In the build-up to the local government elections, political parties have made several promises to SMMEs should they win the polls in their respective municipalities. But Township Entrepreneurs’ Alliance CEO Bulelani Balabala said it remained to be seen if any of them would make good on their undertakings to support the sector. The Democratic Alliance’s manifesto promises voters to bring jobs and investment to the local economy.
“The informal food economy employs, directly or indirectly, some three million people,” their manifesto reads. “The lack of proper provision of trading spaces and adequate regulation through issuing of trading permits creates conflict between formal businesses, formal and informal traders as well as the health and safety needs of the public.”
The DA, which has been accused in Cape Town of being harsh on traders and taking away their livelihoods, has assured traders that identification would only be requested where there was reasonable suspicion of a violation or illegal activity, or when required for administrative purposes. Commenting on the issue of by-laws, Balabala told Vutivi News that these laws were outdated and oppressive to informal businesses.
“When you look at the placement of black people in townships, these were historically intended to frustrate (informal traders) economically, and we as an organisation believe that if we were to open up these economic spatial zones, we can enable the growth of SMMEs (in the informal sector)”, he said. “We can’t have a situation where a company that has, for example, created 200 jobs is being told to shut down because he is encroaching on municipal land.
“The political party that will win must give these traders an opportunity to purchase the land they are encroaching on or alternatively allocate them municipal land to be able to operate from,” Balabala also said. In its manifesto, the Economic Freedom Fighters promised that it would declare a special economic zone with zero company taxes and building allowances.
This would be for all enterprises that required infrastructure in exchange for producing products that contributed to municipal services and created jobs. Balabala said his organisation supported initiatives that would boost job creation in SMMEs. “We have had multiple conversations with the government and they always speak strongly about SMMEs being the backbone of the economy,” he said.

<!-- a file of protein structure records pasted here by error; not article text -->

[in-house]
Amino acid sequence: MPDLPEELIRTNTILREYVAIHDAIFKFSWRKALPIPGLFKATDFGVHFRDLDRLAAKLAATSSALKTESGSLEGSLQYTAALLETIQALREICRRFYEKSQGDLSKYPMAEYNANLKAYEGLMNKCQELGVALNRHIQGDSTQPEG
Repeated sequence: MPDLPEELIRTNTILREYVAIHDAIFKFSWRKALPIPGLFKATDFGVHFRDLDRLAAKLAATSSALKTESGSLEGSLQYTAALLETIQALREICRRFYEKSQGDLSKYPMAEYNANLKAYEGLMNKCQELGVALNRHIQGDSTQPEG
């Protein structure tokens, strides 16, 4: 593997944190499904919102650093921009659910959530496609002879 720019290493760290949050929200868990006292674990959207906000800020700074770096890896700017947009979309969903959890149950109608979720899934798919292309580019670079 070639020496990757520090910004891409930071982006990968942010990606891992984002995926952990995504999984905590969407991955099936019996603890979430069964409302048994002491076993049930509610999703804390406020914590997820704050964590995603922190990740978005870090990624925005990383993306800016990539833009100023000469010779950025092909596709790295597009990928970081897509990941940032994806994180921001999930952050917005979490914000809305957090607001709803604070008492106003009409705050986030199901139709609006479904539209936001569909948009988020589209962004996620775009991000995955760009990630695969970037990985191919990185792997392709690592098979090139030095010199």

“However, what we want to see done by the winning parties is to adequately support SMMEs. When we look at political parties’ manifestos, we find that they leave much to be desired in this regard.” One of the new parties on the block, Action SA, which is led by former DA member and Joburg mayor Herman Mashaba, told Vutivi News that their offer to SMMEs included improving the environment of doing business with the government.
This would be done by auditing all bureaucratic processes to optimise the way residents and businesses interact with the local government. “Where feasible, we will digitalise these optimised processes so that businesses can interact with the municipality online,” the party said. “(We will also be) partnering with business owners, business schools and organisations to identify what our SMMEs need from us rather than dictating what we think is best for SMMEs.”
Balabala said it was crucial that SMMEs received the right support to help them expand. “Government needs to create an enabling government for small businesses to move periodically through growth filters, and this means that they should be able to move from startup to small business, then from small business to medium and to large businesses,” he said.